The racist motivation of the attack was not adequately addressed in the initial inquiry, continuing a trend of shortcomings in the German justice system in this regard. The Munich shooter purposefully singled out his victims and targeted a specific group of people, indicating his racist motivation. During the attack, he shouted racial slurs. Beforehand, he concerned himself with the terrorist acts of Utøya and Oslo.
While Breivik’s attack did not influence the modus operandi of far-right terrorism in general, it has been referenced by and inspired a number of lone-actor terrorists since. Including the attack in Munich. Ravndal and Berntzen, who conducted a study on how the far-right has responded to the Utøya massacre over the past 10 years find that “[T]he German-Iranian teenager who killed nine people […] seems to have drawn considerable inspiration from Breivik. The perpetrator had[…] ‘concerned himself extensively’ with Breivik”.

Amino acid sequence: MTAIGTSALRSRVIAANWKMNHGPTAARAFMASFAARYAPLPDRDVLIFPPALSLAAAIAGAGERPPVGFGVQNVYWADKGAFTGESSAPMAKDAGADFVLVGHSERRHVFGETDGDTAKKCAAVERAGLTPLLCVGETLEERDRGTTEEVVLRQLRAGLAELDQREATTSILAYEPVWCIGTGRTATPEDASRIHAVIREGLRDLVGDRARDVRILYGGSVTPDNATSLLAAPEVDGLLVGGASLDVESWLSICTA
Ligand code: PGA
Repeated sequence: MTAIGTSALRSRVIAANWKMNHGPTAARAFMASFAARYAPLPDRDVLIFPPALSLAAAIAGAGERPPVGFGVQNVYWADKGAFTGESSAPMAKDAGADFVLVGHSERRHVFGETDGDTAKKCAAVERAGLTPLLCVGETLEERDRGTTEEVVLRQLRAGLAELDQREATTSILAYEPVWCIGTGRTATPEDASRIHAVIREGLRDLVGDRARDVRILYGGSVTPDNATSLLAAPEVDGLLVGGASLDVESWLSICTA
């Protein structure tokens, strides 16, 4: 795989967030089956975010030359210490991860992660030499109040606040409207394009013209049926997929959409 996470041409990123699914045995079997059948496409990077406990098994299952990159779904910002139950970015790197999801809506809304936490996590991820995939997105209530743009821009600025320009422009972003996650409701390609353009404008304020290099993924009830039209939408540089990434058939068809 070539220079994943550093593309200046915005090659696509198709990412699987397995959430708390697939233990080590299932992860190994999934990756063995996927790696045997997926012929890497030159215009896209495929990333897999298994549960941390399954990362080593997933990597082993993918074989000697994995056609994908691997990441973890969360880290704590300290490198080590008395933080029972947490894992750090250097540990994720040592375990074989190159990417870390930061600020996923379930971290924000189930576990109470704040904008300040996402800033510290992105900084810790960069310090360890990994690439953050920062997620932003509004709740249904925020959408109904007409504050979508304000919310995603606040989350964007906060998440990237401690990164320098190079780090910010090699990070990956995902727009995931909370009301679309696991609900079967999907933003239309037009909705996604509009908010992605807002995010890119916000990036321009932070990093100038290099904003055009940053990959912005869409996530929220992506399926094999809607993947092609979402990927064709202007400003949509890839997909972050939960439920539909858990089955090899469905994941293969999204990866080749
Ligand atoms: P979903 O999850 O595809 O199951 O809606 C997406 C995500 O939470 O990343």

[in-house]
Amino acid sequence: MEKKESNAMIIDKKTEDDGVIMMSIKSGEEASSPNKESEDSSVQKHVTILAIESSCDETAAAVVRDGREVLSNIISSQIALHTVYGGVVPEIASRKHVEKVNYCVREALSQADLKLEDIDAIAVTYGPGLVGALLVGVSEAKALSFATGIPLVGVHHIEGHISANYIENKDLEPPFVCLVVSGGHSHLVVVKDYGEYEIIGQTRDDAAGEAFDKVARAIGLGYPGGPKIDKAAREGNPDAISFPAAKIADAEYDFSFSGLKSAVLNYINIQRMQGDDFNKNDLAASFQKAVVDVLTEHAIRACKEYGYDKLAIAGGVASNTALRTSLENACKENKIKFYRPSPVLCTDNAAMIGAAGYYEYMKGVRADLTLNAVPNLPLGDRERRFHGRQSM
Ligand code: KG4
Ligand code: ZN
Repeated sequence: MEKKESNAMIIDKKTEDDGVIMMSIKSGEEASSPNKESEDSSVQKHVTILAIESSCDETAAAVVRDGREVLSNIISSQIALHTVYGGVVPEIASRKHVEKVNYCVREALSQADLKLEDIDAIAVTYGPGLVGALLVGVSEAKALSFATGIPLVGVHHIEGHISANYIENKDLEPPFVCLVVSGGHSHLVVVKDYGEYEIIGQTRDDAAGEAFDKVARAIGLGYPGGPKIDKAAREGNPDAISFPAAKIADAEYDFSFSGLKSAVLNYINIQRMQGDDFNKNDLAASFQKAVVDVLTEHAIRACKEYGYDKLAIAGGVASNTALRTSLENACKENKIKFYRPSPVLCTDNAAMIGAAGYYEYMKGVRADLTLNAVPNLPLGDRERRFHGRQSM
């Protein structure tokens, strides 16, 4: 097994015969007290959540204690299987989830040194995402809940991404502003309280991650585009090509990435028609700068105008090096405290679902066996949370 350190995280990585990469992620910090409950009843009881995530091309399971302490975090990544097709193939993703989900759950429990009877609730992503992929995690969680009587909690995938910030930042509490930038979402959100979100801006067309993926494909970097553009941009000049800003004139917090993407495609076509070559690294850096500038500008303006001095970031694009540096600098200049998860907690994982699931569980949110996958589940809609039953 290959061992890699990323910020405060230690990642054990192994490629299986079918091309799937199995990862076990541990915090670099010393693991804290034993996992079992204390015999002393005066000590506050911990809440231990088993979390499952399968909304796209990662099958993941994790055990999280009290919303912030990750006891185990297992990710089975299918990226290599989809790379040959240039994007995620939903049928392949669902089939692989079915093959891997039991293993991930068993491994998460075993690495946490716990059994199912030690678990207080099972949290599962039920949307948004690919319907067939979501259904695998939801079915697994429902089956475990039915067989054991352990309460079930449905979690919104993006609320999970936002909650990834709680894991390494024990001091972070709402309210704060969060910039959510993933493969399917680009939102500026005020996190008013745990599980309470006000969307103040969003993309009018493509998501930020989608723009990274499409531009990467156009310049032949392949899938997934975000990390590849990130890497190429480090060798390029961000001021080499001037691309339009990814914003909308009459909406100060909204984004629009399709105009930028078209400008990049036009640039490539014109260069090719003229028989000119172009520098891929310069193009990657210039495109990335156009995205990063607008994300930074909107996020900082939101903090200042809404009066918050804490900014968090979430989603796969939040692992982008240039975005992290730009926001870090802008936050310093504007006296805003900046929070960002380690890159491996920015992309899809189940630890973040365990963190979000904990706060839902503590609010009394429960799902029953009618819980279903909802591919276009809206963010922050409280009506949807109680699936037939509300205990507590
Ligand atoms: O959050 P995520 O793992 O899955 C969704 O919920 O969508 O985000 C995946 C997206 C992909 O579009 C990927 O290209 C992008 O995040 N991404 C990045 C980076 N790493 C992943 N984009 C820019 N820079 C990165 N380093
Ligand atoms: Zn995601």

Just another rampage?
The Munich attack was first classified as a shooting rampage and largely attributed to the perpetrator’s personality disorder. As the main motive, police officers identified revenge for being bullied, while dismissing a political motive. In fact, the acts of harassment in school against him were so severe that his family had to move and the perpetrator assumed another name.
Studying school rampages in the US and Germany, the perpetrator was inspired by school shootings as well. Yet, for his attack he did not choose to take revenge on those who mobbed him but rather targeted youths with migrant background he did not know, sending a political message that goes far beyond an act of revenge.